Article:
Abe Silverman, in-house counsel at power producer NRG Energy, said individual states have been more proactive on increasing renewable energy use.

“When you talk to consumers, individual people and companies, they are really interested in sustainability. Will it continue? Absolutely. I don’t think this is a genie you can put back in the bottle,” he says. “The question is what is the speed of adoption and what kind of policies are we putting into place that will happen faster or slower, and also, cheaper or more expensive.”

An income investor’s best friend

A man holds an hourglass in his hands to represent time management.


Yield is tough to find nowadays. Investors saving for retirement can’t count on fixed income to provide much of a cash flow, and that makes the never-ending hunt for the best dividend stocks all the more urgent. Clearly, there is no objective list of the “best” dividend stocks in the market, but that doesn’t mean there aren’t straightforward metrics pointing investors in the right direction. Surely a great dividend stock must be consistent, and there’s no better sign of consistency than a company that’s been paying dividends for the last 100 years. Through thick and thin and peace and war, the following 10 stocks have done just that.

Exxon Mobil Corp. (ticker: XOM)

Exxon Mobil Corp. (ticker: XOM)

An Exxon gas station advertises its gas prices on February 1, 2008 in Burbank, California.

(Getty Images)

The year is 1882. Thomas Edison’s lightbulb is three years old, Chester Arthur is president, and what is now known as XOM begins its absurdly long streak of shelling out dividends. Investors can be justifiably concerned that low oil and natural gas prices will keep pressure on XOM shares, but the company’s immense size and asset base make Exxon Mobil the perfect investment for the preservation of capital and a slow but steady income. The firm’s elite dividend tradition is all the more legendary when you consider its recent habit of increasing its dividend yearly, too. That’s been an annual ritual since 1983.

Coca-Cola Co. (KO)

Coca-Cola Co. (KO)


The world’s largest beverage company has also been paying a dividend since the 19th century – 1893, to be exact. Before the invention of the airplane, Coca-Cola had begun paying dividends for investors, and that’s unlikely to change anytime soon. Like Exxon, Coca-Cola has also been regularly upping the size of its payments – in fact, Coke’s history of dividend increases is even more impressive than Exxon’s. The Atlanta-based soda giant has been boosting its dividend annually since the Kennedy administration; you’d have to go all the way back to 1962 to find a year Coca-Cola didn’t increase its payout.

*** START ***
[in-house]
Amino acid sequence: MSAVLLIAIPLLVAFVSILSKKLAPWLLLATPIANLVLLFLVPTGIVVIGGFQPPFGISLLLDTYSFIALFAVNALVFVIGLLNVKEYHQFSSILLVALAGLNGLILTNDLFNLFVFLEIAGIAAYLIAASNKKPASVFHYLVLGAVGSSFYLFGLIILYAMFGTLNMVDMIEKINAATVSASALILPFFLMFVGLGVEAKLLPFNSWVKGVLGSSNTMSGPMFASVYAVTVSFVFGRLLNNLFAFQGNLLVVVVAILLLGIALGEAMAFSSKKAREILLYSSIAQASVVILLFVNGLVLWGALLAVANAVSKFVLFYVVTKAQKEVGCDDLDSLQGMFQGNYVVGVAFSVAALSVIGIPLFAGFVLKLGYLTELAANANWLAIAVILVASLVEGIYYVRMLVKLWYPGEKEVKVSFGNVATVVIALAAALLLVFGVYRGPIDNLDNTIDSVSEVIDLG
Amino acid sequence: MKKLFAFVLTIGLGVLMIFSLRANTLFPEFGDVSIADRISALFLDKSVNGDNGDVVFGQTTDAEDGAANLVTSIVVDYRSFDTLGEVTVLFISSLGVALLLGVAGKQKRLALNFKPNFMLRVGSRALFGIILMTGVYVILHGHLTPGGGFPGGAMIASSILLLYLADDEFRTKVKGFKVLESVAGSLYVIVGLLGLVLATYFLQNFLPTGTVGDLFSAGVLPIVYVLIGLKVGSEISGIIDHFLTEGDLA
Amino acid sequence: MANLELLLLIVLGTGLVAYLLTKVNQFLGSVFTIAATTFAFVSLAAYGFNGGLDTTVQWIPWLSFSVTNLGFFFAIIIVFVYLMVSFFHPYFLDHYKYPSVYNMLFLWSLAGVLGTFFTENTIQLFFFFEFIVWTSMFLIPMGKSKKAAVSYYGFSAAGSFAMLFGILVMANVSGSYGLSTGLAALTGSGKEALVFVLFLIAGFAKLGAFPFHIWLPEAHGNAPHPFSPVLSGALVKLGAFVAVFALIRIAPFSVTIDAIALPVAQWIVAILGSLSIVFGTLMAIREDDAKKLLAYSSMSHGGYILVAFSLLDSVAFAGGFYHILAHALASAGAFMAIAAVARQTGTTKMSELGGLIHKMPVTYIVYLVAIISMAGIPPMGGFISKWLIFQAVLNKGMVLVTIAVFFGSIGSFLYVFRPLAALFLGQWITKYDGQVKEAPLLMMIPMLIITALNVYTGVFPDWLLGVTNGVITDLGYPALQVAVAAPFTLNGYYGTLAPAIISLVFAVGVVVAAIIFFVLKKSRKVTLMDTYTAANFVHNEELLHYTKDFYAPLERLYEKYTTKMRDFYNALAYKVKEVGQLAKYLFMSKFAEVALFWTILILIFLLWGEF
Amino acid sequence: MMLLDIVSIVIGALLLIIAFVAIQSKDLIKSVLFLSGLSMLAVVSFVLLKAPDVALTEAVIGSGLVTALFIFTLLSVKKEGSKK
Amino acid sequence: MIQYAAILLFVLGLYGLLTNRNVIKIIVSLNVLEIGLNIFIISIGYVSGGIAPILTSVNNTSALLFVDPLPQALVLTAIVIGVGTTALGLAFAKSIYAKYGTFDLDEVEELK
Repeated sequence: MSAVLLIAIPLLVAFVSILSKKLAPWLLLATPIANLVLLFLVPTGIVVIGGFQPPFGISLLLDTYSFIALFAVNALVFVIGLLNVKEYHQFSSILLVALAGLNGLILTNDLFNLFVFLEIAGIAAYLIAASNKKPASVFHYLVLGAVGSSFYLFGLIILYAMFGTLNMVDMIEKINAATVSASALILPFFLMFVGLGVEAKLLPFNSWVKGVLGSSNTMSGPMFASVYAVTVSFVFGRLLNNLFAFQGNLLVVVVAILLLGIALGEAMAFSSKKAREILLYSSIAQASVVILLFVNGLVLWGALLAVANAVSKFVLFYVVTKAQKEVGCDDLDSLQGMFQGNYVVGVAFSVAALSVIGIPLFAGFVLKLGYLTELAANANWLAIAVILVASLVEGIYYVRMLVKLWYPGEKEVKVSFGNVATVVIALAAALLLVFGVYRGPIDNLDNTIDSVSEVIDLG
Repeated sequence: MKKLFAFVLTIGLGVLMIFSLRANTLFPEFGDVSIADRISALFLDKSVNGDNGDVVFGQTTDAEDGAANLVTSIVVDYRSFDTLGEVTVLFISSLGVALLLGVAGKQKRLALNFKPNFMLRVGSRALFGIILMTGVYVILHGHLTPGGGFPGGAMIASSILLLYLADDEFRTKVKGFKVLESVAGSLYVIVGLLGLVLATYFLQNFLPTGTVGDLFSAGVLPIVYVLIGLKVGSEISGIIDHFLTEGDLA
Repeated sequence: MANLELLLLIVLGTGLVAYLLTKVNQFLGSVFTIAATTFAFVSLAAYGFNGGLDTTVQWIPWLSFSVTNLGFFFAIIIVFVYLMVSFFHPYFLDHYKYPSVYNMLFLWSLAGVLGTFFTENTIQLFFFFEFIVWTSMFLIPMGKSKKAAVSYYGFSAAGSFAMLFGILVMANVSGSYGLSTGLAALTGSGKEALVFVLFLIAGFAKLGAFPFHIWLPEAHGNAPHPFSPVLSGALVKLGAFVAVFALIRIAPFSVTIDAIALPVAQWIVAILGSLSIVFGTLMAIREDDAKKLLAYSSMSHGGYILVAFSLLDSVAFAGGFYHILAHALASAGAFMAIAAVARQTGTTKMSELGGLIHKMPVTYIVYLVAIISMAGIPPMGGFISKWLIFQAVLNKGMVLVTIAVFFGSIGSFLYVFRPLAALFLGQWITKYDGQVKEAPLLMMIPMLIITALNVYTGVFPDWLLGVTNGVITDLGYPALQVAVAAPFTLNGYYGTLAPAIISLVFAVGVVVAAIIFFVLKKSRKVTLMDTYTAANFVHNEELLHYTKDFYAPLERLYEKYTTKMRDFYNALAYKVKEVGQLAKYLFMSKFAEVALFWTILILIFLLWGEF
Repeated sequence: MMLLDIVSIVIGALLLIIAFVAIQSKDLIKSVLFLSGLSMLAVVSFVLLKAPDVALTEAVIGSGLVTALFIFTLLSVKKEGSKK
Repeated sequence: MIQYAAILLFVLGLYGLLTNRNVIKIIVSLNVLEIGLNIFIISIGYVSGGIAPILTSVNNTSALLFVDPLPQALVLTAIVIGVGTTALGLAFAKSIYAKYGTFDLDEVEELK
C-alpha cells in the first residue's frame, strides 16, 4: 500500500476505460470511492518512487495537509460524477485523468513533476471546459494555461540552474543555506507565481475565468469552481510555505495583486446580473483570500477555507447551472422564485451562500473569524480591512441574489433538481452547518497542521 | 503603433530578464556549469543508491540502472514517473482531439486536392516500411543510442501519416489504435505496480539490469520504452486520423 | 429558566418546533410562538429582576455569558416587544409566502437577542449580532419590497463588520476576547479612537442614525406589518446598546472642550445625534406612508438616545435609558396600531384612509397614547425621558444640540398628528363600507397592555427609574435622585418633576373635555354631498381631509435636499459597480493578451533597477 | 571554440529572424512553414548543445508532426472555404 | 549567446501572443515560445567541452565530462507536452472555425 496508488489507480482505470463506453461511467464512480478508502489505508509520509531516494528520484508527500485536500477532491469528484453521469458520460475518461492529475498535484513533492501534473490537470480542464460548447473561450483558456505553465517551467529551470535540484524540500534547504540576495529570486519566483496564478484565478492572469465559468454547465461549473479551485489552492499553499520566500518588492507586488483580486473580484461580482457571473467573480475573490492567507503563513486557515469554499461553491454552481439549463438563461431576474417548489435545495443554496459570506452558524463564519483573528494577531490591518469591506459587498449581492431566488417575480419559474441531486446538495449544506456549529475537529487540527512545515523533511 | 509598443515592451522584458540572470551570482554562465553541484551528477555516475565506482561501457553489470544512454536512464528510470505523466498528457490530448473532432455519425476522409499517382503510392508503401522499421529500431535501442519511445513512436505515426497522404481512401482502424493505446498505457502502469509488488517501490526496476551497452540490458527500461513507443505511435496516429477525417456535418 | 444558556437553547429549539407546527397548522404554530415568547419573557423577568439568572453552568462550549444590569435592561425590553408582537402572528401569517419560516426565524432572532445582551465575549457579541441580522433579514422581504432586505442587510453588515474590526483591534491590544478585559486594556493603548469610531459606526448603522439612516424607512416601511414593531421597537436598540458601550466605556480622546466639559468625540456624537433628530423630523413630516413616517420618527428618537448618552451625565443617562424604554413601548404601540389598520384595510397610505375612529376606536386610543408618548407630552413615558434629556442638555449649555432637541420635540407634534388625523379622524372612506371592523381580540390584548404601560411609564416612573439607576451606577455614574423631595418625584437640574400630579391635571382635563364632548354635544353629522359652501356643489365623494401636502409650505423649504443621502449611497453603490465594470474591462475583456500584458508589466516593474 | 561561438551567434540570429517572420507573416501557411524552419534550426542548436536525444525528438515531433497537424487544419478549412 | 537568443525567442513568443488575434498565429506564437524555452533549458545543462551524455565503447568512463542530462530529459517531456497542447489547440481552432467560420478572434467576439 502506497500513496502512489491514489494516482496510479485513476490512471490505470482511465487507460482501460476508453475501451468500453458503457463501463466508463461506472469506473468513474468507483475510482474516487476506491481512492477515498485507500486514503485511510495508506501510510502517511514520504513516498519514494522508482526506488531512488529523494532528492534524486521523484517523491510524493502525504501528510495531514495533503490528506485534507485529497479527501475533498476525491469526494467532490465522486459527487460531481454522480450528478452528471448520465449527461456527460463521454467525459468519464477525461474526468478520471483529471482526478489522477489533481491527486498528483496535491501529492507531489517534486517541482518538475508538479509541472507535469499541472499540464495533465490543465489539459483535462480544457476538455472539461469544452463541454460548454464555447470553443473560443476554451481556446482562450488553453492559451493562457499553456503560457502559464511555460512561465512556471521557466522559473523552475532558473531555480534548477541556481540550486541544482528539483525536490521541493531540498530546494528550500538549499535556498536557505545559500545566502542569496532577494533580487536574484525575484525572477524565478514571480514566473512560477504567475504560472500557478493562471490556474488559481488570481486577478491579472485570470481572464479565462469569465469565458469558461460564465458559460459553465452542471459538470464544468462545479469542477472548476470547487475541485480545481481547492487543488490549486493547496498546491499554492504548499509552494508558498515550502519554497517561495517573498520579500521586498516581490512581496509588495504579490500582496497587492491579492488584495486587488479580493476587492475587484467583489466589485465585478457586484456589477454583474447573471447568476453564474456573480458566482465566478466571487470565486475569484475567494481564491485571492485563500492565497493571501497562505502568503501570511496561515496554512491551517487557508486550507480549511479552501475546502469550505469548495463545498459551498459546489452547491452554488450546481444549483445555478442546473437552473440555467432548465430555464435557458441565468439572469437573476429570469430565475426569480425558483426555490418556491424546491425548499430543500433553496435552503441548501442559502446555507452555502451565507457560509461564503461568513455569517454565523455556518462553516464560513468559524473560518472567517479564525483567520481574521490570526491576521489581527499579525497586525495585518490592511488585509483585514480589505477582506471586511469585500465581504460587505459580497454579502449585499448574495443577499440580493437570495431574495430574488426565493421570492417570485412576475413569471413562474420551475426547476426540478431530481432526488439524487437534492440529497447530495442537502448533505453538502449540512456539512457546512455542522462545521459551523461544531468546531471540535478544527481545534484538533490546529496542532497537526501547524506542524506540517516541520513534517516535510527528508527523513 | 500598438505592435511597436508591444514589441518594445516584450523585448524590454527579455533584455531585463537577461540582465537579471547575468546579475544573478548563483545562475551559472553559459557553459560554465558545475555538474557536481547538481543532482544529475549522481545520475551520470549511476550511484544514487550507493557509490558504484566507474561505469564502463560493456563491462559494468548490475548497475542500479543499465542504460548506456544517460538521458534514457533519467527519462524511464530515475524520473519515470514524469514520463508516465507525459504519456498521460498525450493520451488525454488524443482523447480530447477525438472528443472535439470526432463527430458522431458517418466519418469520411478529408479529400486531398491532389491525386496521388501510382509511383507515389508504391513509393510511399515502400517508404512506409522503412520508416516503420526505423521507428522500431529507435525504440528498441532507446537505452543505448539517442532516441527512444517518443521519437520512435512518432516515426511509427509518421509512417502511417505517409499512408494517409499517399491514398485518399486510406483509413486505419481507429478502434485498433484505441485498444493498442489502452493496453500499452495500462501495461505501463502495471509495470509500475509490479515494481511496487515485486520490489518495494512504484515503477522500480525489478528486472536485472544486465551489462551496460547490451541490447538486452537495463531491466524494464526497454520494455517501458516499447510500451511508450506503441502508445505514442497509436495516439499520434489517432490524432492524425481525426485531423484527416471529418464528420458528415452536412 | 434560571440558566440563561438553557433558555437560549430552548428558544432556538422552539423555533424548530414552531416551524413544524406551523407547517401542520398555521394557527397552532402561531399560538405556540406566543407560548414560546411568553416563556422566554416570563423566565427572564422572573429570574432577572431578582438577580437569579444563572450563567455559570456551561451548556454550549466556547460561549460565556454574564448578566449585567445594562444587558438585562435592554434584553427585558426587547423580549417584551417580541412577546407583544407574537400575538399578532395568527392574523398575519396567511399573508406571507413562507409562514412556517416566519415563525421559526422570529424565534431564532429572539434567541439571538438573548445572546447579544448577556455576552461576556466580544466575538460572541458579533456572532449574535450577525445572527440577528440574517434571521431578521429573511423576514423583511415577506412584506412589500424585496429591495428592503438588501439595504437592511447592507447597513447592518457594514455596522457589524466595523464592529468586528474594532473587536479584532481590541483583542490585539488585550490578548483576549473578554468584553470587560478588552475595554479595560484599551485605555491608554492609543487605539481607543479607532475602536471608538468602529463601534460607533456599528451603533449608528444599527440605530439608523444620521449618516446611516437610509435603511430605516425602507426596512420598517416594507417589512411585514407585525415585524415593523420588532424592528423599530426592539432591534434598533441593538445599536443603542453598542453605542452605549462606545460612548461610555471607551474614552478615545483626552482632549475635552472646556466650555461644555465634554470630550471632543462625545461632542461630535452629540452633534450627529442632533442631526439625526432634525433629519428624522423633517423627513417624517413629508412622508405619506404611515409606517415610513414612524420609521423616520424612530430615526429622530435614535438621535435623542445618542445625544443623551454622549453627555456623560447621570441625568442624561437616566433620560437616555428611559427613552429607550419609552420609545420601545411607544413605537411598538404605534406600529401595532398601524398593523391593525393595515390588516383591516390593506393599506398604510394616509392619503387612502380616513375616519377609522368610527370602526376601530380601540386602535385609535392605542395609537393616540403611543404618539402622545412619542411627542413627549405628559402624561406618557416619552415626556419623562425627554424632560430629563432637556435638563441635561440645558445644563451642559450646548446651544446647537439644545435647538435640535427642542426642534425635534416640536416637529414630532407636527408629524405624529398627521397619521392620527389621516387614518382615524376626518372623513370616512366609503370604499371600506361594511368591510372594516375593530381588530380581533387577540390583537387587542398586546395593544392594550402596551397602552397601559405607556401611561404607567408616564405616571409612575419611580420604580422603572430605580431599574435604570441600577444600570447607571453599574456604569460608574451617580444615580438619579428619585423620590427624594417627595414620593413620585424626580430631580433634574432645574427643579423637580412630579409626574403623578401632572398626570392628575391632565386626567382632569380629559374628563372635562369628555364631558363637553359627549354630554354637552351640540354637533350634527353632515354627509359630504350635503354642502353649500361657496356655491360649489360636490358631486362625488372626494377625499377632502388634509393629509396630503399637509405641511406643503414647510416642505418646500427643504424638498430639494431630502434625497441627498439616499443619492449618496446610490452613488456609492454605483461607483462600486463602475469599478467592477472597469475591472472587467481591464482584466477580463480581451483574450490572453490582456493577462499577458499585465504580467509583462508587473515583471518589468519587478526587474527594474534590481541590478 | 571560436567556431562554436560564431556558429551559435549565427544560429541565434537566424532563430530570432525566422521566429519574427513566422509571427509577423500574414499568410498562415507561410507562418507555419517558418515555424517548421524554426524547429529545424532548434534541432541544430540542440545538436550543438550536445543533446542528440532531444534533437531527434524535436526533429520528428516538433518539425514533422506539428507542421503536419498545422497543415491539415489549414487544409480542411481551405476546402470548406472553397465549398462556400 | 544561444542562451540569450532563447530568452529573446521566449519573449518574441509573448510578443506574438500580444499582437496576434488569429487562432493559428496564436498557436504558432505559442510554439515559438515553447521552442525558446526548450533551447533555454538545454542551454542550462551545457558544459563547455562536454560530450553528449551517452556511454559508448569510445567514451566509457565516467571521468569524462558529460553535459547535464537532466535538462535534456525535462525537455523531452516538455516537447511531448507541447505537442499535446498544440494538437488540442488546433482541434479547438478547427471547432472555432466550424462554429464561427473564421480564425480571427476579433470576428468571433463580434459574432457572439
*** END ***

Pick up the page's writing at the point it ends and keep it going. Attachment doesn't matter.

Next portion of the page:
Consolidated Edison (ED)

Consolidated Edison (ED)

Technicians with Con Edison work on restoring power along Skillman Avenue July 24, 2006 in the Queens borough of New York City.

(Getty Images)

There are only a handful of rock-solid dividend stocks in the world. But among the proud few, it doesn’t get much more reliable than Consolidated Edison. Conservative investors just looking for a steady stream of income – without the higher risks associated with the potential for greater capital appreciation – need look no further than ConEd. The electric and gas utility company will exist as long as its primary market, New York City, does. The Big Apple has been feeding ED stock owners the cash flow needed for regular dividends since 1885, when the company first started paying out.

3M Co. (MMM)

A view of the exterior of the new Dutch head office of international technology company 3M in Delft, seen on November 5, 2014.

9Getty Images)

Diversified industrial conglomerate 3M can’t match ConEd or Coca-Cola’s streak of uninterrupted dividends – it’s only been dishing out consistent dividends for 100 years, having paid its first one in 1916. If you’re wondering how 3M has been able to churn out cash payments for shareholders religiously since the middle of World War I, the answer has a lot to do with the company’s innovation-focused philosophy. 3M allots employees 15 percent of their work week to create and research things entirely unrelated to their job. It also aims to regularly generate 30 percent of its revenue from products created in the last four years, making the company adaptive and unique.

Procter & Gamble Co. (PG)

Procter & Gamble Co. (PG)

Tide laundry detergent, made by Procter & Gamble Co., is seen on display at the Arguello Supermarket January 28, 2005 in San Francisco.

(Getty Images)

Procter & Gamble products are virtually unavoidable; the consumer goods giant has dozens of billion-dollar brands ranging from grooming and personal care products to health care and beauty-focused products. Its unrivaled brand portfolio is a who’s-who of household names: Charmin, Downy, Febreze, Crest, Gillette and Head & Shoulders are just a few of its wildly recognizable brand names. P&G’s knack for creating brand awareness has earned it prominent shelf space in retailers throughout the globe, and is the driving force behind its 125-year dividend streak. And, like most elite dividend stocks, PG has consistently raised its dividend payments for decades – since 1957, to be exact.

Stanley Black & Decker (SWK)

Stanley Black & Decker (SWK)

A box containing a Black & Decker tool is seen with a Stanley tool at Shell Lumber and Hardware on November 3, 2009 in Miami, Florida.

(Getty Images)

Tool and machinery powerhouse Stanley Black & Decker is quietly one of the most consistent dividend stocks on Wall Street, and it’s not afraid to let its investors know. Its investor relations website boasts that SWK has paid annual dividends for longer than any other industrial company on the New York Stock Exchange. When you’ve paid dividends since 1877, that’s not hard to believe. SWK has also been upping its dividend every year for almost five decades, and remarkably still has a very low payout ratio, signaling the company could dramatically raise its dividend tomorrow and still have plenty of profit left to be held or reinvested.